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Honors packet Instructions



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Honors packet Instructions The following are guidelines in order for you to receive FULL credit for this bio packet: 1. Professionally skim through the following packet. a. Annotate only the information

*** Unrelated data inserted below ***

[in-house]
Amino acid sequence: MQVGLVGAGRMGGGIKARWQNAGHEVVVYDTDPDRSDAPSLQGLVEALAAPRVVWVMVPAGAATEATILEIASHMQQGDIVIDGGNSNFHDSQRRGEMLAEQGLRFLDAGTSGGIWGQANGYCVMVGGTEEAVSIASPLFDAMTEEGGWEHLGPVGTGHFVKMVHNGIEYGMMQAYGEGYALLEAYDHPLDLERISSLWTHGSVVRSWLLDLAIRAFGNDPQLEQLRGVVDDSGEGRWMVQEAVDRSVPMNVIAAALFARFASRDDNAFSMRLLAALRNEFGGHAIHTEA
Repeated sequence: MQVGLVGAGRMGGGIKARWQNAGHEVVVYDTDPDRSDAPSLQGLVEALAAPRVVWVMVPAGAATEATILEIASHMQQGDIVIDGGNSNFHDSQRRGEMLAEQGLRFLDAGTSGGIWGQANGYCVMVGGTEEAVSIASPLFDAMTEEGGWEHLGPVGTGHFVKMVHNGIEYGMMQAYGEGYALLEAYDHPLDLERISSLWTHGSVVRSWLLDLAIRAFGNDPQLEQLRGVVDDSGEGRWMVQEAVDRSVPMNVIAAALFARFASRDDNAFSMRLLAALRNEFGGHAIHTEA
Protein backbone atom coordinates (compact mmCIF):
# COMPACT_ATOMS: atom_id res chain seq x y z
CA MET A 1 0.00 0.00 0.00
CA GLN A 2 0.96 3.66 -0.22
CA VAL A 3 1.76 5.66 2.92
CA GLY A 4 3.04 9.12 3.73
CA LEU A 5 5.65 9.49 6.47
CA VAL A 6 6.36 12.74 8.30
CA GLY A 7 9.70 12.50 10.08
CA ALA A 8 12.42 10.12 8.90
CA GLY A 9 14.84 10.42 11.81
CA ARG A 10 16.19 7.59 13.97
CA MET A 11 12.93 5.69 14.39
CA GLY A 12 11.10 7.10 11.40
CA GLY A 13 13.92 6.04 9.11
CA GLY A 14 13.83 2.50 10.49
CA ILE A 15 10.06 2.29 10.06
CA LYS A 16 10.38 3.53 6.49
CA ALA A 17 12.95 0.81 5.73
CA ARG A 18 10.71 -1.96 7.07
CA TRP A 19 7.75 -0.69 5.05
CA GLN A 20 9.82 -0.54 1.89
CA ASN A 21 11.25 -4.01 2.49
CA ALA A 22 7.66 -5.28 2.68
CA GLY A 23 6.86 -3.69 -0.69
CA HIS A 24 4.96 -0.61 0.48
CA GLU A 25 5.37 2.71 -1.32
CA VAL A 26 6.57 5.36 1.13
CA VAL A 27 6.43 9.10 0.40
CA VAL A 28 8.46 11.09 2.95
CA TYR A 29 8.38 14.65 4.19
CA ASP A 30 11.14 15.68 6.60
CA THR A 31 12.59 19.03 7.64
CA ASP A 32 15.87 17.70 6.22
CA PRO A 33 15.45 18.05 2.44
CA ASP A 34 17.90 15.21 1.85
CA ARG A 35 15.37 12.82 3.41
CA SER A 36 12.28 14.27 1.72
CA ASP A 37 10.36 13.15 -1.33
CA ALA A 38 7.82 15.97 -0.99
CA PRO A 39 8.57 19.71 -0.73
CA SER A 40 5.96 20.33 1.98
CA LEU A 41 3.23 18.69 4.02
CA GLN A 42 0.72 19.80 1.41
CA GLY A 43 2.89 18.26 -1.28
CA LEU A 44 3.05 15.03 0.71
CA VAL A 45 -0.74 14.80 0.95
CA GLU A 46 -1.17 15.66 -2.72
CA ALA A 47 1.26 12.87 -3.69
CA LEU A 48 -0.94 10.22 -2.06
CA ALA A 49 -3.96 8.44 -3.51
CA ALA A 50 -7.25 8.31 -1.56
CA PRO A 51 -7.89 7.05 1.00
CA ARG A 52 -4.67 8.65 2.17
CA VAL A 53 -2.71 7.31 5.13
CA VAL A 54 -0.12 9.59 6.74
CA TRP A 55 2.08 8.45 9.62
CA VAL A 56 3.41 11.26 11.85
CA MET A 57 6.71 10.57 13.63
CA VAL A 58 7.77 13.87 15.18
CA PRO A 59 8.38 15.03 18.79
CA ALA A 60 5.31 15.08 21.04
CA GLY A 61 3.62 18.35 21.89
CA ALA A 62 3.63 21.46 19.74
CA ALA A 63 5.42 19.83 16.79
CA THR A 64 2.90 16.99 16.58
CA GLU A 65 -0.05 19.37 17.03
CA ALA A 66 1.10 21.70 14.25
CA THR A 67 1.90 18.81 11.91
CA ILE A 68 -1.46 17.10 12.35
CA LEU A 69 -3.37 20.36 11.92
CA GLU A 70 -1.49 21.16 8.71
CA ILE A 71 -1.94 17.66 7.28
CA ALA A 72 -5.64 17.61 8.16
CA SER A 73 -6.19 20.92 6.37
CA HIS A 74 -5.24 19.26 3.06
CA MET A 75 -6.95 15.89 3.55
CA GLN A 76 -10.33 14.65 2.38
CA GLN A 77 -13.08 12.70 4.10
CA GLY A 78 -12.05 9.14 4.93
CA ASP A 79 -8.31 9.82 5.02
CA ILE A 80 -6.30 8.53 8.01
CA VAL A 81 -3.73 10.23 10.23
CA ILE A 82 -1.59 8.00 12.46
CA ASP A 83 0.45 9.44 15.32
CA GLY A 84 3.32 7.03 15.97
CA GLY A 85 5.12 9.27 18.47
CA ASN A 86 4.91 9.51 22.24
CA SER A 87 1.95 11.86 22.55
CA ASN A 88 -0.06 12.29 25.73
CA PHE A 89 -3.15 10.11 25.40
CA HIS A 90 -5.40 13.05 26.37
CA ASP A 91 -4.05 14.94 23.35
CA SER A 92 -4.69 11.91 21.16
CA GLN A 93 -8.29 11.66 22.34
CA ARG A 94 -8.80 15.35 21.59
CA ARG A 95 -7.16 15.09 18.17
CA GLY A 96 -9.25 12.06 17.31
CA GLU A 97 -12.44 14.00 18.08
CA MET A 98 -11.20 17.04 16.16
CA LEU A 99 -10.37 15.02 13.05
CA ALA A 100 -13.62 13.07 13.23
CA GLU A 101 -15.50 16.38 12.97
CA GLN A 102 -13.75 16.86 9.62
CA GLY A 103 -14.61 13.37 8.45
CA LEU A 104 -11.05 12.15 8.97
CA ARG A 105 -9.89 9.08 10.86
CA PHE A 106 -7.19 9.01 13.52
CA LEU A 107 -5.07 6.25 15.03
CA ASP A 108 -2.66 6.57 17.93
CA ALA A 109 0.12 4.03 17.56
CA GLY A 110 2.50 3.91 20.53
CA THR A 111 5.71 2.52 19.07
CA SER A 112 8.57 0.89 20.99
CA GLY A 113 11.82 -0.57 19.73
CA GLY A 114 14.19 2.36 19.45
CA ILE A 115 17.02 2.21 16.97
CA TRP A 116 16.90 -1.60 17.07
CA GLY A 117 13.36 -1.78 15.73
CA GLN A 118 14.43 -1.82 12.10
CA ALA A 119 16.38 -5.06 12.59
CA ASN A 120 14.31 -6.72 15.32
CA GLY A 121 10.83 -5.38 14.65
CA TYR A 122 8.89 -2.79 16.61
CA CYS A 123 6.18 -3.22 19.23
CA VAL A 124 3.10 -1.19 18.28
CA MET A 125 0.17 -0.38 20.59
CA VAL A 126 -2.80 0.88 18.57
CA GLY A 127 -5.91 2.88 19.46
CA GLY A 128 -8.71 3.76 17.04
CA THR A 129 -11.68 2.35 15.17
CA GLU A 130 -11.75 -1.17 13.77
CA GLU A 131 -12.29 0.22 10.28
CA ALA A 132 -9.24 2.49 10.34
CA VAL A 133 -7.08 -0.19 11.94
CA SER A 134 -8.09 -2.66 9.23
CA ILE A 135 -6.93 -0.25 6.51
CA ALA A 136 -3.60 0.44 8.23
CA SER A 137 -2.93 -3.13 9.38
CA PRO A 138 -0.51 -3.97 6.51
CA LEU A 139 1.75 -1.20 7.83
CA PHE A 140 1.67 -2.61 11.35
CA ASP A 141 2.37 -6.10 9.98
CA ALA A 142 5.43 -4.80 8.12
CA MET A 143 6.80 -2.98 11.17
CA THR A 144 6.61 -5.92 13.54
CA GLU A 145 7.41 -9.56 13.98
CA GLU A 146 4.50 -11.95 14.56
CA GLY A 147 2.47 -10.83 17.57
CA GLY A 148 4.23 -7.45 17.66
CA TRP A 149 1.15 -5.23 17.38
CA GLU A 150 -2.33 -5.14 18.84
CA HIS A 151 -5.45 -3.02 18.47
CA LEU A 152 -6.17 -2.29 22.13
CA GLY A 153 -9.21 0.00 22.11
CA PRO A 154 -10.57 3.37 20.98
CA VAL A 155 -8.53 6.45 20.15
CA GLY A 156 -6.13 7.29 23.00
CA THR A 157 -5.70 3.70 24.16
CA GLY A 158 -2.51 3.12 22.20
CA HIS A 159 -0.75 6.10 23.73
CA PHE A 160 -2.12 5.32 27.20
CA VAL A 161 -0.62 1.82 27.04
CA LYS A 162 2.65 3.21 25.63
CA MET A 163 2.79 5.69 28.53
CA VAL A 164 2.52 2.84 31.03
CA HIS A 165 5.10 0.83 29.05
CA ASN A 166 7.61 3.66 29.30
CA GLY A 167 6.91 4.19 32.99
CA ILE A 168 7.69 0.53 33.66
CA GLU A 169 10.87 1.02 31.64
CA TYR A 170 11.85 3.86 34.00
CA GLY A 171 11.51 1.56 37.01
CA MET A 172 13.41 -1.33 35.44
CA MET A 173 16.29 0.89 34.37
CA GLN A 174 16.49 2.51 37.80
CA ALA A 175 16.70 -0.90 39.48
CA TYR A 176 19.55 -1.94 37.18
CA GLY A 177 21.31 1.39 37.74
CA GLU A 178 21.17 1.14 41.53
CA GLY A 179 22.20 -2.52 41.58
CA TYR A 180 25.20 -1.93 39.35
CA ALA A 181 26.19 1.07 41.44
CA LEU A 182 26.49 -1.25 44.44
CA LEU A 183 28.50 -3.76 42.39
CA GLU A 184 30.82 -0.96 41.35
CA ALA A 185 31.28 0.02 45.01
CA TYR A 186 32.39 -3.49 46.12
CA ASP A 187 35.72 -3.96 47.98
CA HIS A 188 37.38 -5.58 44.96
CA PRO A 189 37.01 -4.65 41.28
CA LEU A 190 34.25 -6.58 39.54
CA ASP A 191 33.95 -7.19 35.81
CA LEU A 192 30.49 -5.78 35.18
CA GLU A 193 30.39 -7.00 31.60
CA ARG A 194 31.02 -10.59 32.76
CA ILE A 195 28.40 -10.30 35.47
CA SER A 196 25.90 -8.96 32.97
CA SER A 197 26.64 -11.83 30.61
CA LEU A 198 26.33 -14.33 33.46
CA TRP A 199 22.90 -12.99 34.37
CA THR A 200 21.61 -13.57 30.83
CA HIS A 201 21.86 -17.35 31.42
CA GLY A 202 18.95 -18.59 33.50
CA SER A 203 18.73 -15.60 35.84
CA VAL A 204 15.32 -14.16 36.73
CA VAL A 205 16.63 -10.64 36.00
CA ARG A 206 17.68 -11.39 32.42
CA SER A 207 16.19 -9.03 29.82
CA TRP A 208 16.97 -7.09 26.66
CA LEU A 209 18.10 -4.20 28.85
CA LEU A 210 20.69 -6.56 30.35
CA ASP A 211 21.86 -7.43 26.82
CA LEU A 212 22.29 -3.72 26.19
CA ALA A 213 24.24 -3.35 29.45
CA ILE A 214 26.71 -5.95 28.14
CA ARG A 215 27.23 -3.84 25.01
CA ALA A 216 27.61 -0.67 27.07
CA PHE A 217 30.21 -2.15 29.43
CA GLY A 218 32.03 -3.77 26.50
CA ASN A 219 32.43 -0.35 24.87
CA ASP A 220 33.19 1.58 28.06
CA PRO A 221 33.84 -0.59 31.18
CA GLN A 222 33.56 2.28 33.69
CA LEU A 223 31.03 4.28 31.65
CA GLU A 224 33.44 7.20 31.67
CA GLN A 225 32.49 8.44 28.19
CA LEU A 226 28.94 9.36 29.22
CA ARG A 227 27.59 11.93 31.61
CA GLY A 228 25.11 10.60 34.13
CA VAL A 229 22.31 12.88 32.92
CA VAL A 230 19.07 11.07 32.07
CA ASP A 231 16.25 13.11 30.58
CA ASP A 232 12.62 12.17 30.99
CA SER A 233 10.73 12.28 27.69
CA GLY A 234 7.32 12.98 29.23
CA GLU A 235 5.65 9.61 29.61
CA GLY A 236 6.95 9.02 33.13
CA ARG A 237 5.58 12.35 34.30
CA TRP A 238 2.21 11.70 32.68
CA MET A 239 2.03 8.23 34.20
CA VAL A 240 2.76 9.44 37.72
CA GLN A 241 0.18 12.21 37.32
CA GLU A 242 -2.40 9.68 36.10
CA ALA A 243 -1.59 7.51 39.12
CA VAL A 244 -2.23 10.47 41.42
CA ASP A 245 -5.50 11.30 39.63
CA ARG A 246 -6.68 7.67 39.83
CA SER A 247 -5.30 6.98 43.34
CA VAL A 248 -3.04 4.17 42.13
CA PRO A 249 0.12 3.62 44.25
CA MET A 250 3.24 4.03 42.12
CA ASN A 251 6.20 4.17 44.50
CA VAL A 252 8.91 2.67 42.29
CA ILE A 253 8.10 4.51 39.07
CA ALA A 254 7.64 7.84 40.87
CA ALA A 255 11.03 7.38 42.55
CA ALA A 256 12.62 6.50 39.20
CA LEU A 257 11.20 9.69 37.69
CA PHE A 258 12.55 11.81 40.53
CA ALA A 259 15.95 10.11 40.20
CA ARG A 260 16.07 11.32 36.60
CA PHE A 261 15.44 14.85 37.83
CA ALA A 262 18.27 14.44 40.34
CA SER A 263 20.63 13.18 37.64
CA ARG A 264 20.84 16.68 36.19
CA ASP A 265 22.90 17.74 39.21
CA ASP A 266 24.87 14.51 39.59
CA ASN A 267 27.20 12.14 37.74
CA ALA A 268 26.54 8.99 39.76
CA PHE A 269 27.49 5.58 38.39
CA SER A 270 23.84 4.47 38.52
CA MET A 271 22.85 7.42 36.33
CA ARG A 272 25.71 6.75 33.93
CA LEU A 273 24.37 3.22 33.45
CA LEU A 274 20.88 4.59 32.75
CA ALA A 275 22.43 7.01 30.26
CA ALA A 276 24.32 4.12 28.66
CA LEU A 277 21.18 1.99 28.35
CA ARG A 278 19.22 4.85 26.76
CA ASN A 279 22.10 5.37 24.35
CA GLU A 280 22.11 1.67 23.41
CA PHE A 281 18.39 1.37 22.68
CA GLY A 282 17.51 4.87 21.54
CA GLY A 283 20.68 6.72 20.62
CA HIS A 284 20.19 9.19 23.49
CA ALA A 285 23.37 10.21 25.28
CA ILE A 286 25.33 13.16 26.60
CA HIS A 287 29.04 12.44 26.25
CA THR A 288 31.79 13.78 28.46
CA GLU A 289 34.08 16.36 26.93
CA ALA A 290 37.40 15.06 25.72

Honors packet Instructions The following are guidelines in order for you to receive FULL credit for this bio packet: 1. Professionally skim through the following packet. a. Annotate only the information necessary for you to write your preferred essay question. There are two to choose from and I have included readings for both it is a lot, so please use your brainpower wisely with this packet 2. Answer the multiple choice questions correctly and JUSTIFY your answer Example Question: Which of the following organelles is involved in photosynthesis? a) The mitochondria b) The endoplasmic Reticulum c) The liver d) The chloroplast Example answer: The correct answer is D because the chloroplast is an organelle that contains chlorophyll a pigment directly associated with Absorbing light from the sun. the other organelles listed have other functions throughout the cell, and the liver isn t an organelle at all. 3. Complete one the essay responses **you do not have to print out the packet in order to take notes and complete the quiz** I HIGHLY ENCOURAGE YOU TO WORK IN STUDY GROUPS FOR THIS PACKET See wynn for questions! Review Chapter 11: Plants The Diversity of Plants Plants, from tiny mosses to giant redwoods, are found on almost every continent on Earth. Plants evolved from a species of green algae and have since adapted to terrestrial life. The phylogenetic tree shows the relationships among major groups of land plants. Bryophytes (Nonvascular Plants) Includes Hornworts, Liverworts, Mosses Lycophytes and Pterophytes (Seedless Vascular Plants) Includes Club Mosses, Ferns Gymnosperms (Naked Seed Plants) Includes Conifers Angiosperms (Covered Seed Plants) Includes Grasses and Flowering Plants Vascular Plants Bryophytes, which include true mosses, liverworts, and hornworts, are nonvascular plants. They lack vascular (transport) tissues and therefore 192 sat biology e/m SUBJECT TEST remain small. Bryophytes have an important adaptation to land: a toughwalled spore that can travel outside of water without drying out. A spore is a haploid cell that undergoes mitosis to produce a multicellular, haploid organism. (Bryophytes have haploid and diploid generations, as described in the next section.) The remaining groups are the vascular plants. The lycophytes and pterophytes (including ferns) still share an important characteristic with bryophytes: they produce spores instead of seeds. However, these plants are able to transport water and dissolved nutrients from their roots to their leaves through a vascular system. Among vascular plants, gymnosperms and angiosperms produce seeds instead of spores. A seed is an embryonic plant that is enclosed, along with food, in a protective covering (called an integument). Gymnosperms ( naked seed plants) have seeds that are partially exposed to the air. Gymnosperms include conifers such as pine, fir, and spruce trees, as well as cycads and gingko trees. Angiosperms, or flowering plants, produce seeds that are completely encased in an integument. Many angiosperms produce fruits or starchy grains associated with seeds. Angiosperms include deciduous trees, grasses, and all other flowering plants. Almost all agriculturally important plants are angiosperms. Alternation of Haploid and Diploid Generations All plants alternate between haploid and diploid generations, or forms. However, plants vary in the generation that forms the mature, or adult, plant. The diploid sporophyte form undergoes meiosis, giving rise to haploid spores. The spores divide mitotically to form a haploid plant body called a gametophyte. The gametophyte produces gametes (sperm and egg cells) via mitosis. (Compare to animals, which form gametes directly from the diploid body through meiosis.) Gametes join in fertilization to produce the diploid zygote, which divides mitotically to form the sporophyte generation. REVIEW CHAPTER 11: PLANTS 193 The diagram below summarizes the cycle of plant generations. Note that in mosses, the haploid gametophyte is the dominant generation. The green mosses visible on trees or in soil are all haploid gametophytes. Haploid n Spores n Mitosis n Gametophyte n Gametes n n Fertilization Diploid Meiosis 2n Zygote 2n Mitosis Sporophyte Plants Dominant Generation Haploid Form (via meiosis) Diploid Form (via fertilization) Nonvascular plants (for example, mosses) Haploid gametophyte Spores that form the adult plant, which produces sperm and eggs; occurs by mitosis Zygote, which forms inside the gametophyte; the sporophyte is a small structure dependent on the gametophyte; it produces and releases spores Seedless vascular plants (for example, ferns) Diploid sporophyte Spores that divide mitotically to form small, leaflike, free-living gametophytes, which produce gametes Zygote and young and adult plants; adult plants produce haploid spores Gymnosperms and angiosperms Diploid sporophyte Pollen grains and the interiors of ovules Seeds and young and adult plants 194 sat biology e/m SUBJECT TEST Reproduction in Flowering Plants Angiosperms are characterized by flowers, seeds, and fruits. (Note that not all angiosperms produce showy flowers or fruits.) The structure of a typical flower is shown below. Anthers Filament Stamen Pistil Stigma Style Ovary Pollen is produced in the anthers of the stamens. Pollination, the transfer of pollen to the stigma, may be carried out by insects, or the pollen may be dispersed by wind. A tube cell in the pollen grain forms a tube from the stigma, through the style, and into the ovary. Pollen also contains two sperm cells. One sperm cell fertilizes the egg cell to form the zygote, which divides mitotically to form the plant embryo contained in the seed. The other sperm cell combines with two nuclei in the ovule, forming a triploid cell. This gives rise to endosperm, the nutrient- rich, starchy tissue that provides food for the embryo within the seed. Angiosperms: Monocots and Dicots Most flowering plants fall into one of two main groupings: monocotyledons and dicotyledons. These groups are named for the number of seed leaves (cotyledons) in the embryonic plant. Monocots include palm trees, orchids, and grasses (which include economically important cereal crops, such as corn, wheat, and rice). Monocots do not produce true wood. Dicots include many fruit- and vegetable- producing plants and trees that produce hardwoods (for example, oaks, maples, birches). The criteria for distinguishing monocots and dicots are summarized in the table shown. REVIEW CHAPTER 11: PLANTS 195 Cotyledons Petals Leaves Roots Xylem and Phloem Monocots One Two Multiples of three Multiples of four or five Veins run parallel along the leaf Dicots Veins branch out in a net Fibrous root system with no main root One main taproot, with smaller roots growing from it Distributed throughout stem Arranged in a ring Plant Tissues and Organs The basic body plan of a plant consists of a root system, which absorbs water and dissolved nutrients from the soil; and a shoot system, which carries out photosynthesis and transports nutrients to the roots. Vascular tissues distribute needed materials throughout the root and shoot systems. Nearly every part of a plant consists of tissue from three types or systems: dermal, vascular, and ground. Dermal. This is the skin of the plant, and includes the root covering, epidermis, and leaf cuticle. Vascular. This includes xylem and phloem in the plant s roots, stem, and leaves. Ground. This includes all other tissues that regulate dermal and vascular tissue and carry out photosynthesis. Leaves Plant leaves play primary roles in photosynthesis and water regulation. The structure of a plant leaf is shown, with its components described on the following page. 196 sat biology e/m SUBJECT TEST Epidermis Bundle sheath cell Palisade layer of mesophyll Vein Xylem Phloem Epidermis Stoma Guard cell Spongy layer of mesophyll Epidermis. These cells form the upper and lower surfaces of the leaf. They are covered in a protective cuticle and contain openings called stomata. The openings allow gas exchange between the air and the leaf cells and may be closed to prevent the loss of water from the leaf. Mesophyll. This middle layer of the leaf carries out photosynthesis. The mesophyll cells in the upper palisade layer are elongated and tightly packed. The lower, spongy layer is more loosely arranged. Spongy mesophyll cells are key in gas exchange between the mesophyll and the air spaces in the leaf. Vein (vascular bundle). The leaf vein consists of xylem and phloem cells surrounded by bundled sheaf cells. Materials pass through this outer ring of cells, into and out of the mesophyll. Vascular Tissues Vascular tissues transport saps consisting of water, minerals, sugars, and other compounds throughout the plant body. Vascular tissues include xylem and phloem. Xylem. Xylem conducts water and minerals from a plant s roots to its leaves. Xylem is composed of dead, elongated cells called tracheids and vessel elements. Phloem. In contrast, the sugar- transporting phloem consists of living cells. Sap moves along long, narrow sieve cells; in angiosperms, REVIEW CHAPTER 11: PLANTS 197 these are called sieve-tube members. These cells are regulated by companion cells that lie alongside them. Water Transport and Regulation Water is essential to land plants, which must absorb it from the soil and transport it, sometimes hundreds of feet, to the highest leaves. Two forces affect water transport: root pressure and transpiration. Transpiration is regulated by the opening and closing of stomata. Root pressure. Water and dissolved minerals from soil enter plants through the roots. A waxy layer within the root, the Casparian strip, prevents water from entering vascular tissue via the spaces between cells. Water must pass through the selective plasma membrane of root endodermis cells. Endodermis cells pump mineral ions (such as potassium, K + ) into the vascular tissue. This increases the amount of water entering the vascular tissue by osmosis. This process creates root pressure, a push of water into the plant. Root pressure plays a much smaller role in water transport than transpiration. Transpiration. Water in the leaf is lost to the environment as vapor that exits through the stomata. This water loss is called transpiration. Transpiration causes water from within cells to enter the spaces within the leaf. However, this water must be replaced by water in the xylem. Transpiration pulls water from the veins into plant leaves. Because of water s high cohesion (stickiness between water molecules) and adhesion (stickiness to vascular tissue surfaces), the pull of transpiration acts down the length of the plant. It is primarily responsible for the upward flow of sap through the xylem. Stomata. These openings in the leaf epidermis control transpiration by regulating the loss of water from the leaves. The pore in each stoma is surrounded by two guard cells, which can expand to open when turgid or wilt to close. The guard cells pump potassium ions into their vacuoles. This causes 198 sat biology e/m SUBJECT TEST water to enter via osmosis, increasing the pressure in the cell and causing turgor. The swollen guard cell opens, allowing gas exchange through the stomata. When water pressure is low, temperature is high, or it is night, potassium ions exit the guard cells, pulling water after them. The wilted guard cells block the stomata opening, preventing water loss from the plant. Plant Growth Plants have indeterminate growth thanks to tissues called meristems, which consist of cells that can differentiate to form new shoots, roots, and leaves. Apical meristems are located on the tips of shoots and roots and are responsible for primary growth, which increases a plant s length. The apical meristem is surrounded by leaf primordia, which form new leaves. During primary growth, meristem cells are left behind at the bases of leaves, forming axillary buds. Apical dominance refers to the fact that apical meristems suppress the development of nearby axillary meristems. As the plant grows, the axillary buds may develop and form new leaves or branches. Lateral meristems are located inside the trunks and roots of woody plants and are responsible for increases in thickness. Vascular cambium and cork cambium are both lateral meristems. Hormones and Growth Plant growth is regulated by hormones, chemical signals that are produced in one plant tissue and cause a response in other tissues. The hormone auxin was discovered in studies of phototropic responses in grass seedlings (coleoptiles). A tropism is a response toward or away from a stimulus; phototropism refers to a plant s bending toward a light source. Plant hormones are summarized below. Auxin stimulates the growth and differentiation of roots and shoots in fruit and causes tropic responses. Gibberellin stimulates growth of stems and leaves and stimulates flower and fruit development. REVIEW CHAPTER 11: PLANTS 199 Abscisic acid inhibits growth and germination and causes stomata to close. Ethylene ripens fruit and may stimulate or inhibit plant growth. Cytokinin regulates root growth and stimulates the germination of seeds. Brassinosteroid inhibits root growth as well as leaf abscission. Review Questions 1. Which of these plant forms are diploid? I. Spore II. Sporophyte III. Gametophyte A. I only B. II only C. III only D. I and II E. II and III 2. Which of these correctly matches the plant cells to their tissue systems? I. Guard cell II. Palisade mesophyll cell III. Sieve-tube member A. I = dermal; II = ground; III = vascular B. I = dermal; II = vascular; III = ground C. I = ground; II = dermal; III = vascular D. I = ground; II = vascular; III = dermal E. I = vascular; II = ground; III = dermal 200 sat biology e/m SUBJECT TEST 3. Which of these is/are responsible for an increase in the thickness of a plant? I. Apical meristem II. Vascular cambium III. Cork cambium A. I only B. II only C. III only D. I and II E. II and III 4. Which of these describes a difference between monocots and dicots? A. Monocot embryos form two leaves; dicot embryos form a single leaf. B. Monocot flowers may consist of five petals; dicot flowers may consist of six petals. C. Monocot leaves have a branching network of veins; dicot leaves have parallel veins. D. Monocot roots consist of many small roots growing from a taproot; dicot roots lack a taproot. E. Monocot vascular tissue is arranged randomly in the stem; dicot vascular tissue is arranged in a ring. REVIEW CHAPTER 11: PLANTS Which of these increase the movement of sap within the xylem? I. Water moves into guard cells vacuoles. II. Humidity increases in surrounding air. III. Root endodermis prevents ions from entering xylem. A. I only B. II only C. I and III D. II and III E. I, II, and III Answer Explanations 1. B. Only the sporophyte is diploid. The sporophyte produces haploid spores, which divide mitotically to produce the gametophyte. The gametophyte produces haploid gametes. 2. A. Guard cells, which make up the stomata of the epidermis, are classified as dermal tissue. Palisade mesophyll cells, which carry out photosynthesis, are classified as ground tissue. Sieve- tube members, which make up the phloem, are classified as vascular tissue. 3. E. The vascular cambium and the cork cambium are forms of lateral meristem, which increase the thickness (secondary growth) of woody plants. The apical meristem increases the length of a plant (primary growth) only. 4. E. Monocot vascular tissue is arranged randomly in the stem, while dicot vascular tissue is arranged in a ring. All other answer choices have characteristics reversed. 5. A. Water moving into guard cells increases turgor pressure, causing them to swell. Swollen guard cells open the stomatal pore, allowing water vapor to exit the leaf via transpiration. This, in turn, draws water up from the roots. In contrast, increasing humidity decreases water loss from the leaves. Root endodermis increases root pressure by pumping ions into the xylem. Review Chapter 12: Animal Organ Systems, Part 1 Animals are complex, multicellular organisms. They must coordinate the actions of many specialized cells and tissues in order to meet the basic cellular needs: obtain nutrients and oxygen; dispose of carbon dioxide and other metabolic wastes; maintain osmotic (water) balance; and keep conditions within a narrow, optimal range for biochemical reactions. These functions are summed up by the term homeostasis. This chapter describes how the major mammalian body systems help to maintain homeostasis and carry out other life functions. A comparison with other types of animals is also provided. The Muscular and Skeletal Systems The muscular and skeletal systems function in locomotion, as well as in gas exchange and digestion. Mammalian muscle tissues are divided into three types, as follows: Skeletal muscle is found beneath the skin and attached to bone. Voluntary contractions of skeletal muscles allow movement. Skeletal muscle has striations (stripes) due to the arrangement of muscle fibers. Smooth muscle lines the bladder, digestive tract, and arteries. It lacks striations and is not under voluntary control. 204 sat biology e/m SUBJECT TEST Cardiac muscle is found in the heart. It shares characteristics of both smooth and skeletal muscle. Contracting Muscle Fibers Muscle fibers are long, thin, multinucleated cells packed together to make up muscle tissue. Each muscle fiber contains long strands made up of the proteins actin and myosin. Actin and myosin filaments are arranged in units called sarcomeres, as shown below; note how they partially overlap. When a muscle fiber is stimulated, the region of overlap increases, causing the fibers to contract. This is the sliding- filament model of muscle contraction. Actin Myosin Relaxed Muscle Fiber Sarcomere Actin Myosin Contracted Muscle Fiber Sarcomere Opposing Muscles Contract Tendons attach muscles to the bones of the skeleton. Because muscles can only voluntarily contract but cannot extend, they often work in opposing pairs. As one muscle contracts, the opposing muscle is extended, and the limb moves toward the contracting muscle. To move the limb in the opposite direction, the opposing muscle must contract. REVIEW CHAPTER 12: ANIMAL ORGAN SYSTEMS, PART Skeletal Joints Joints between bones allow for a range of motion. The following describes some of the joints in the body. Note that some structures in the body may include a combination of joint types. Ball-and-socket joints allow for the rotation of limbs. They occur where the upper arm bone attaches to the shoulder and where the upper thigh bone attaches to the hip. Hinge joints allow swinging motion in one dimension. Hinge joints can be found at the elbows and the knees. Pivot joints allow rotational motion in one dimension. They can be found at the elbows and neck. Saddle and condyloid joints allow movement in two planes. They are found in the hands, feet, wrists, and ankles. Comparison: Hydrostatic Skeleton Contraction of opposing muscle pairs also occurs in organisms with exoskeletons (for example, arthropods). Animals that lack a skeleton (for example, annelids) may use a hydrostatic skeleton fluid in a closed sac. Pressure applied to one part of the sac is distributed throughout the fluid, affecting other regions of the sac. For example, an earthworm contracts segments of its body, elongating other segments and thus moving forward. The Nervous System The cells of the brain, spinal cord, and body receive signals from the environment, process information, and carry out movements. They make up the nervous system, which includes cells called neurons. Neurons and Action Potentials A neuron consists of dendrites, which receive signals from other neurons; a cell body that contains the nucleus; and an axon that transmits a signal down its length and through the terminal branches. Cells called glia form myelin, which wraps around and insul